As I have decided to become a bit more engaged in GNOME marketing by contributing ideas, working on the wiki and providing patches for the web pages I have rethought how marketing can be done by a free desktop like GNOME or KDE:
I found that there is often an important miscalculation made. Like in the GNOME live wiki there is a page TargetMarkets – but then the question “Who are we talking to?” The assumption seems to be that the target markets and the audience are the same. What is the problem with that? Well its like in some families decisions of buying a product like cars are made by women, while the buy is done by their husbands. I mean: If ISVs are one primary target group that does not mean at all that our marketing should target them! So I think often if not always one needs to talk to the end users if you want to convince other target groups.
Look at TV spots: Bridgestone runs tv ads to convince car owners to buy their tyres. But you can not buy a tyre at Bridgestone, really. The same is true for nearly all products. Sure there are the intermediaries who sell softare or install operating systems. But I think talking to all possible groups is too hard. We can even not think of all possibilities of how GNOME comes to desktops. So I now would say thinking about target markets is really a distraction. The only thing GNOME should do is to talk to everybody who is interested and try to provide them with what they need to know and want.
Actually I would also put the arguments upside down and would say that distributions are rather the ones who should go after different groups. They make the software collection that makes up their distros and they should better know their end users.
So where does this all end up?
I would recommend to drastically reduce the complexity of how marketing is thought about by focusing on the end users. In the end ever decisions to use GNOME is done by people who look at GNOME and decide that its worth using. So if GNOME is convincing to them it might be for their group as well.
OTOH I also think that thinking about target groups is something that should be more important for the development of GNOME than for marketing.Why? Because the development of GNOME should meet the needs of the actual target group. The marketing could say what they want – but it can not change GNOME to meet the needs.
So I suggest to GNOME and other free desktops like KDE that they simplify the marketing by getting in contact with the user. Both desktops absolutely fail to do so. They fail to really show how they can help the user to get productive, they fail in providing noticeable information on how to get the free desktop on their computer or to give answers to other user questions.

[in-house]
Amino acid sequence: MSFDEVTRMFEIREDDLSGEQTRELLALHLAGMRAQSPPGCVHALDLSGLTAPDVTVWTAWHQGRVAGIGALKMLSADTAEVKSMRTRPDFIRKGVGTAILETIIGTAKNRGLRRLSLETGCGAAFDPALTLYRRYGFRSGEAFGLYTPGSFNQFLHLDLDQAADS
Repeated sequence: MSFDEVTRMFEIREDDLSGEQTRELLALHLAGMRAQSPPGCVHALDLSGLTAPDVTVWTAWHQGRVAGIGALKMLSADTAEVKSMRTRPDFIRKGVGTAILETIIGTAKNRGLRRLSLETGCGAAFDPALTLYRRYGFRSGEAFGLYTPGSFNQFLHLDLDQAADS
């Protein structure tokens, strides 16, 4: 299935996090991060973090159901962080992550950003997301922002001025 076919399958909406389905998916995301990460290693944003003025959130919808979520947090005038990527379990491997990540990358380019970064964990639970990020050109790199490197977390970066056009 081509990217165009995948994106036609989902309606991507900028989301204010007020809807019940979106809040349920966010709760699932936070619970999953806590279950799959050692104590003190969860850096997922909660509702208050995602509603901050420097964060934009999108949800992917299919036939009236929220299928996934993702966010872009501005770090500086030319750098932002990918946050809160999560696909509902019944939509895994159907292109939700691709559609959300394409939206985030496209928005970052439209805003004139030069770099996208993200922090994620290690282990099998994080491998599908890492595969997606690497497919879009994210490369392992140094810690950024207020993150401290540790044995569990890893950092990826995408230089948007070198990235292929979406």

What are they doing? Essentially they focus 98% on developers and companies. on web sites and other marketing. But I would argue that this is development and not marketing. Also the whole approach into designing and updating websites is focusing on mere technical aspects.
I dont think what I discovered and write here is anything special or new. Its more that it dawned on me how all problems are interrelated. If you create a web site for a project it is often not the best idea to ask yourself what you have and how you can put all that on the front page. It is often better to rethink what you need to communicate on the root page – and do not forget that users are highly impatient and will simply leave the site if they do not find the information they are seeking in a short period of time.
So you can do the test and maybe pretend to be an interested GNOME user who likes to see or test GNOME. you got to www.gnome.org and then give yourself only maybe 10 seconds to find the information. You will fail here and you will fail at www.kde.org. But try it yourself. Then go to some bug commercial site and try the same and you will see that they often provide answers to the questions visitors may have in mind on their front pages. You do not need to provide actual releases – you can also point to where people can find out more or get what they want. This does not even need to be a link.
It could really be that simple. But from my perspective the problem is often rather that only few people do care about presenting this information and then the team of those who can work on the content is small – and then also the mechanism to provide changes is not straightforward. And technical discussions often are not there to help volunteers but rather to steer them away or distract from the essential idea.
I am not saying anything against development. Its one core of free software – its the product – but development should never get in the way of the message! Think from a users perspective – and if you do not want to rather stay away from marketing and web site development. This could benefit everybody.